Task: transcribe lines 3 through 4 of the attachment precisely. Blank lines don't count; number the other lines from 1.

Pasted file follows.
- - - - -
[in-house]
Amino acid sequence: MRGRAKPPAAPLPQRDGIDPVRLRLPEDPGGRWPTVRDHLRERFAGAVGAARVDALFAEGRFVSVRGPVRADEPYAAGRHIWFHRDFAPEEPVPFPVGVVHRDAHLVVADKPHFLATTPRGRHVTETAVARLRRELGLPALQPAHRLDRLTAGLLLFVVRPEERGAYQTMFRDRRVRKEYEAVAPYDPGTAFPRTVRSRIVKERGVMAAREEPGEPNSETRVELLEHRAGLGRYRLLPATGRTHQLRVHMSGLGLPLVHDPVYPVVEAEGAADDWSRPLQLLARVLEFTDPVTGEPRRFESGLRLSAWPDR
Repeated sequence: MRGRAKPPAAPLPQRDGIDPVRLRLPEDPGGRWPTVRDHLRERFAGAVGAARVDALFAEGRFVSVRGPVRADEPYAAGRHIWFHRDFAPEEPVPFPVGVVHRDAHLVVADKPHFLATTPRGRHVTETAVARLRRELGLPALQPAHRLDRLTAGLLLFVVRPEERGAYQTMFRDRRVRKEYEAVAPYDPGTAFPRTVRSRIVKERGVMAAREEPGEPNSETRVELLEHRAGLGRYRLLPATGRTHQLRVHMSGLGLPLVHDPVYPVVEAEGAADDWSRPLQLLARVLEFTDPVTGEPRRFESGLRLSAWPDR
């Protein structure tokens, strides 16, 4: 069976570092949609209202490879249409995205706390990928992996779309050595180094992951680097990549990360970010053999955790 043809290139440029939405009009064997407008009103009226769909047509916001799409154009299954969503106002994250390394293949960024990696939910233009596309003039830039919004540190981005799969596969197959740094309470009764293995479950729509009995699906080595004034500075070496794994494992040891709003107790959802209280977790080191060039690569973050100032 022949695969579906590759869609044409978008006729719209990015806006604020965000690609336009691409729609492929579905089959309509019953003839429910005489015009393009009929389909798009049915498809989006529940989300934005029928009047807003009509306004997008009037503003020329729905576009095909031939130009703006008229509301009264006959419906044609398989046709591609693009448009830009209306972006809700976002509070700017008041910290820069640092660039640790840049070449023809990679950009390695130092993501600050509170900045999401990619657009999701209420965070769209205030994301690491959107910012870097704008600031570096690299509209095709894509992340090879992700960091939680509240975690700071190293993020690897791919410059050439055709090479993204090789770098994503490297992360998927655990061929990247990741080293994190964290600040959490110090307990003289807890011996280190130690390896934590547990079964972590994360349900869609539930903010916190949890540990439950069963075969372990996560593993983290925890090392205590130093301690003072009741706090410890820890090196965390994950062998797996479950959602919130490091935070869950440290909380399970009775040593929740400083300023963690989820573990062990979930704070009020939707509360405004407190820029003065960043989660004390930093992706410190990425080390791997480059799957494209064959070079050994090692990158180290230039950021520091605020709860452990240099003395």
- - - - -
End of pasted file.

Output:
Repeated sequence: MRGRAKPPAAPLPQRDGIDPVRLRLPEDPGGRWPTVRDHLRERFAGAVGAARVDALFAEGRFVSVRGPVRADEPYAAGRHIWFHRDFAPEEPVPFPVGVVHRDAHLVVADKPHFLATTPRGRHVTETAVARLRRELGLPALQPAHRLDRLTAGLLLFVVRPEERGAYQTMFRDRRVRKEYEAVAPYDPGTAFPRTVRSRIVKERGVMAAREEPGEPNSETRVELLEHRAGLGRYRLLPATGRTHQLRVHMSGLGLPLVHDPVYPVVEAEGAADDWSRPLQLLARVLEFTDPVTGEPRRFESGLRLSAWPDR
């Protein structure tokens, strides 16, 4: 069976570092949609209202490879249409995205706390990928992996779309050595180094992951680097990549990360970010053999955790 043809290139440029939405009009064997407008009103009226769909047509916001799409154009299954969503106002994250390394293949960024990696939910233009596309003039830039919004540190981005799969596969197959740094309470009764293995479950729509009995699906080595004034500075070496794994494992040891709003107790959802209280977790080191060039690569973050100032 022949695969579906590759869609044409978008006729719209990015806006604020965000690609336009691409729609492929579905089959309509019953003839429910005489015009393009009929389909798009049915498809989006529940989300934005029928009047807003009509306004997008009037503003020329729905576009095909031939130009703006008229509301009264006959419906044609398989046709591609693009448009830009209306972006809700976002509070700017008041910290820069640092660039640790840049070449023809990679950009390695130092993501600050509170900045999401990619657009999701209420965070769209205030994301690491959107910012870097704008600031570096690299509209095709894509992340090879992700960091939680509240975690700071190293993020690897791919410059050439055709090479993204090789770098994503490297992360998927655990061929990247990741080293994190964290600040959490110090307990003289807890011996280190130690390896934590547990079964972590994360349900869609539930903010916190949890540990439950069963075969372990996560593993983290925890090392205590130093301690003072009741706090410890820890090196965390994950062998797996479950959602919130490091935070869950440290909380399970009775040593929740400083300023963690989820573990062990979930704070009020939707509360405004407190820029003065960043989660004390930093992706410190990425080390791997480059799957494209064959070079050994090692990158180290230039950021520091605020709860452990240099003395």